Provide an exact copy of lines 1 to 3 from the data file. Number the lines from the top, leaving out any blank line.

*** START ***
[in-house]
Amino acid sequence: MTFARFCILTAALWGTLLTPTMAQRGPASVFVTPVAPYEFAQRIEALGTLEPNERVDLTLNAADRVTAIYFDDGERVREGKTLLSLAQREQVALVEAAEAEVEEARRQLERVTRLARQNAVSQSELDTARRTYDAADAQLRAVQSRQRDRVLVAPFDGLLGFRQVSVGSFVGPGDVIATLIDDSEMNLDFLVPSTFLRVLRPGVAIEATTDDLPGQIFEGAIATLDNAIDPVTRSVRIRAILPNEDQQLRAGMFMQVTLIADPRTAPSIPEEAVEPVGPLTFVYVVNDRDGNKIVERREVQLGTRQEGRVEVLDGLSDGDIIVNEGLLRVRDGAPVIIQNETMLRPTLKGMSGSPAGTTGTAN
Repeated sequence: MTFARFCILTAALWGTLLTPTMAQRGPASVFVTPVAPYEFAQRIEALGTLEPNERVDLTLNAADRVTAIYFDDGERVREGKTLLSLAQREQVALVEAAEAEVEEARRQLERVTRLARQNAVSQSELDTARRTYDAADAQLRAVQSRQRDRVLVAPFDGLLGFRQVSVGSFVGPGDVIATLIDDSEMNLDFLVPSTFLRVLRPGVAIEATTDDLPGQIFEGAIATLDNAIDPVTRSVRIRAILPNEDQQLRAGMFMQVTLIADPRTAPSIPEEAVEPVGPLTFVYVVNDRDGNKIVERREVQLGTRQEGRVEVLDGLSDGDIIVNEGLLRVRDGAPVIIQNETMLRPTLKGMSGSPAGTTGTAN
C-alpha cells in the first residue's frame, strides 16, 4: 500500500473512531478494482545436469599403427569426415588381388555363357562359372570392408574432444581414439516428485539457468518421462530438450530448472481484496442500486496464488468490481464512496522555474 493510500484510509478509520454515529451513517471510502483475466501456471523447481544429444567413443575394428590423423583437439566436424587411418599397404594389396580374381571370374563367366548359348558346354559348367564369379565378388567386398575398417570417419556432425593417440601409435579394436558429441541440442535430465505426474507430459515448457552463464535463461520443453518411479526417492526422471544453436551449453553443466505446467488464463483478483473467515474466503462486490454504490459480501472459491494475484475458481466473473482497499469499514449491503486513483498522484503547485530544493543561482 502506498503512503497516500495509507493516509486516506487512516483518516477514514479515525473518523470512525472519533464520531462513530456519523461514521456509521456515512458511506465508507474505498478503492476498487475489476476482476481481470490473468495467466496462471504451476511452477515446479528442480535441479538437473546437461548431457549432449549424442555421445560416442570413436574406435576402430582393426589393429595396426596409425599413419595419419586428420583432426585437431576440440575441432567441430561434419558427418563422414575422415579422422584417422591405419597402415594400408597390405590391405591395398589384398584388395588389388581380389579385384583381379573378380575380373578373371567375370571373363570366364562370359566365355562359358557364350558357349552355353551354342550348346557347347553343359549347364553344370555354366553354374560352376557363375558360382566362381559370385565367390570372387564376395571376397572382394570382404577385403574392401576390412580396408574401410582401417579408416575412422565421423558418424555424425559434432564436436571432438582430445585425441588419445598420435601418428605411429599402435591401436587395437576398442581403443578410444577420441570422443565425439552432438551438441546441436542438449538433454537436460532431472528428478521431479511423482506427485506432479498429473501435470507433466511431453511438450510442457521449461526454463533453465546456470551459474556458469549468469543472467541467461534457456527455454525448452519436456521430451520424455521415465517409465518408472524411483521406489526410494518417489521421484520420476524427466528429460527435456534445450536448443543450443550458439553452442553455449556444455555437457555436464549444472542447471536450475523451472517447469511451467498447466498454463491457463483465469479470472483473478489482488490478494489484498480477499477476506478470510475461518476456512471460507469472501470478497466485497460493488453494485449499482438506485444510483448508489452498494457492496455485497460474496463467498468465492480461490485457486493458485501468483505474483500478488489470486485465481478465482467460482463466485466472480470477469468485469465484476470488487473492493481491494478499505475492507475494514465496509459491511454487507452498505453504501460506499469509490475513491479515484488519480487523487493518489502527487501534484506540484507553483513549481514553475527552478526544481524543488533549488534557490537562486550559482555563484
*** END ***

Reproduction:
[in-house]
Amino acid sequence: MTFARFCILTAALWGTLLTPTMAQRGPASVFVTPVAPYEFAQRIEALGTLEPNERVDLTLNAADRVTAIYFDDGERVREGKTLLSLAQREQVALVEAAEAEVEEARRQLERVTRLARQNAVSQSELDTARRTYDAADAQLRAVQSRQRDRVLVAPFDGLLGFRQVSVGSFVGPGDVIATLIDDSEMNLDFLVPSTFLRVLRPGVAIEATTDDLPGQIFEGAIATLDNAIDPVTRSVRIRAILPNEDQQLRAGMFMQVTLIADPRTAPSIPEEAVEPVGPLTFVYVVNDRDGNKIVERREVQLGTRQEGRVEVLDGLSDGDIIVNEGLLRVRDGAPVIIQNETMLRPTLKGMSGSPAGTTGTAN
Repeated sequence: MTFARFCILTAALWGTLLTPTMAQRGPASVFVTPVAPYEFAQRIEALGTLEPNERVDLTLNAADRVTAIYFDDGERVREGKTLLSLAQREQVALVEAAEAEVEEARRQLERVTRLARQNAVSQSELDTARRTYDAADAQLRAVQSRQRDRVLVAPFDGLLGFRQVSVGSFVGPGDVIATLIDDSEMNLDFLVPSTFLRVLRPGVAIEATTDDLPGQIFEGAIATLDNAIDPVTRSVRIRAILPNEDQQLRAGMFMQVTLIADPRTAPSIPEEAVEPVGPLTFVYVVNDRDGNKIVERREVQLGTRQEGRVEVLDGLSDGDIIVNEGLLRVRDGAPVIIQNETMLRPTLKGMSGSPAGTTGTAN